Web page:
Iron is primarily obtained from the minerals hematite and magnetite. The minerals taconite, limonite, and siderite are other important sources. Iron is an important chemical element present in nature in the form of Fe+3 ions, which are less soluble in water, and is essential for cellular homeostasis and chiefly for hemoglobin oxygen transportation in blood vessels [19]. Deficiency of iron leads to anemia, but excess iron in the body can cause liver and kidney damage. In the PC, iron improves the hardness of the final mass [15]. The iron toxicity for human consumption is above 20 milligrams for every kilogram of mass [19]. Type V PC presented the highest concentration of this element, and this result has also been supported by other studies [17, 18]. In contrast, it is important to note that the white PC, ProRoot MTA, and MTA Bio also presented this chemical element, although in low concentrations, in accordance with the literature [22].

As important as calcium and iron is the presence of copper, zinc, and chromium. The most familiar forms of copper are pure copper, brass (copper-zinc alloy), and bronze (copper-tin alloy). It is found in nature mostly in impure mineral forms. Copper participates in iron fixation to hemoglobin, synthesis of neurotransmitters, cardiac and vascular integrity, bone resistance, and neutrophil maturation. The minimum acceptable daily oral intake for copper is 0.020 mg/kg of body weight for adults and approximately 0.050 mg/kg body weight for infants. Zinc contributes to immune system functioning, and it is essential to wound healing and ADN synthesis [19]. Metallic zinc is not considered toxic, but some zinc compounds, such as oxide/sulfide, are harmful, and excessive absorbance of them can interfere with the organic absorbance of iron and copper. The levels of zinc that may produce adverse effects are much higher than 11 mg/day for men and 8 mg/day for women [19]. Chromium is fundamental for human life, although, in excess and in the oxidative form, it can cause problems in the respiratory system, mucosa, and skin, as well as lung cancer. In the trivalent form, naturally found in human organism, it is very stable and not dangerous to the patient’s health. In its quadrivalent form, found as a result of industrial processing during manufacturing and in vitamin supplements, it is potentially carcinogenic. Acute oral toxicity ranges between 1.5 and 3.3 mg/kg [19]. Type V PC presented the highest concentration of all these three elements, in agreement with previous studies [17, 18]. Regarding the presence of chromium, ProRoot MTA was considered safe for human use [16].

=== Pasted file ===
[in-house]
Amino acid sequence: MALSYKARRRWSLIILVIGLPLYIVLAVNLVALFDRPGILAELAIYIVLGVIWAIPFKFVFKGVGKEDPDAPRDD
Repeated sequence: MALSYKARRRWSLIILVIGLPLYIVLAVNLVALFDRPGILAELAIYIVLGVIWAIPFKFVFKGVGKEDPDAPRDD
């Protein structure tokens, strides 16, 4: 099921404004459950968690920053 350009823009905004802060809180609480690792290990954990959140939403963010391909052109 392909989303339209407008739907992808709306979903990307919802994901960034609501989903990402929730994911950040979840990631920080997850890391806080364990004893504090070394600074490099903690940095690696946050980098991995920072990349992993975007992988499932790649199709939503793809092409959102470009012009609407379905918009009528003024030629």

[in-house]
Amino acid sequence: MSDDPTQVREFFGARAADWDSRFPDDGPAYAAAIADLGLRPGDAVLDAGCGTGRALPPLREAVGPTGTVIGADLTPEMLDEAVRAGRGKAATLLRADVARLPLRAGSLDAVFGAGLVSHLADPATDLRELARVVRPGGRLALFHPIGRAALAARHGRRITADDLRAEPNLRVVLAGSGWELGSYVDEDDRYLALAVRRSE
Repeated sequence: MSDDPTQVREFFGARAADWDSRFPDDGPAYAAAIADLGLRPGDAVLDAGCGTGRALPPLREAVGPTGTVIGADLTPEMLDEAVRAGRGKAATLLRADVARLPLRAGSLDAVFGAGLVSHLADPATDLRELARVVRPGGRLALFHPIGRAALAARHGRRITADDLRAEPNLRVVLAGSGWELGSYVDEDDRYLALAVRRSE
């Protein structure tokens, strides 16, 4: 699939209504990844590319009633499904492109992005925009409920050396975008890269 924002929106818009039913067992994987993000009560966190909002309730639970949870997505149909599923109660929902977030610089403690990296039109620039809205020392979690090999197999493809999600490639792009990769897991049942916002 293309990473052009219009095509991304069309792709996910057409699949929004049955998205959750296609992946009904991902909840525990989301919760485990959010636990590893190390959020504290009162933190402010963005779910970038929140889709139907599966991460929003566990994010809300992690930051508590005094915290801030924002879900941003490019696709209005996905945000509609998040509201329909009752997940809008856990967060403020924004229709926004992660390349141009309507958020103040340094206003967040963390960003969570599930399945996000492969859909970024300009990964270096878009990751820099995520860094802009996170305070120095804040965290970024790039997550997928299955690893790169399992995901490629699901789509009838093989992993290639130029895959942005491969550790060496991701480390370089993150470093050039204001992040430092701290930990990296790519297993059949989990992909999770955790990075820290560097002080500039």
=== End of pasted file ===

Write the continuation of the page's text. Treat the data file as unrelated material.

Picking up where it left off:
The heavy metals analyzed in this study were arsenic, bismuth, cadmium, lead, manganese, and nickel. Only cadmium was identified in concentrations lower than the instrument quantification limit (0.002 mg/kg), which is safe when the tolerable concentration is considered (0.2 mg/kg) [19]. Regarding lead, the concentration levels were, in all the cements, lower than the maximum dose recommended (1.5 mg/kg) [20]. Comparing the cements, no differences were among them, in accordance with Camilleri et al. (2012) [18]. Chang et al. (2010) [17] detected the presence of this metal only in PC. After iron, manganese is the second most abundant metal in nature, and it plays important role in life, considering its structural and enzymatic functions. In this study, all the cements presented concentrations lower than toxic levels (300 μmol/kg) [19]. The highest concentration was observed in Type V PC; similar results were found in the literature [24]. Nickel forms free radicals in humans through the oxidation and reduction reactions (redox) of Ni+3 to Ni+2 [19]. The highest concentration was observed in structural white PC, although a high concentration was also observed in Type V PC as a result of the enrichment of this material with the chemical element during the manufacturing process, aiming at greater resistance to corrosion [15]. MTA-based cement presented lower concentrations, as it was observed previously [17].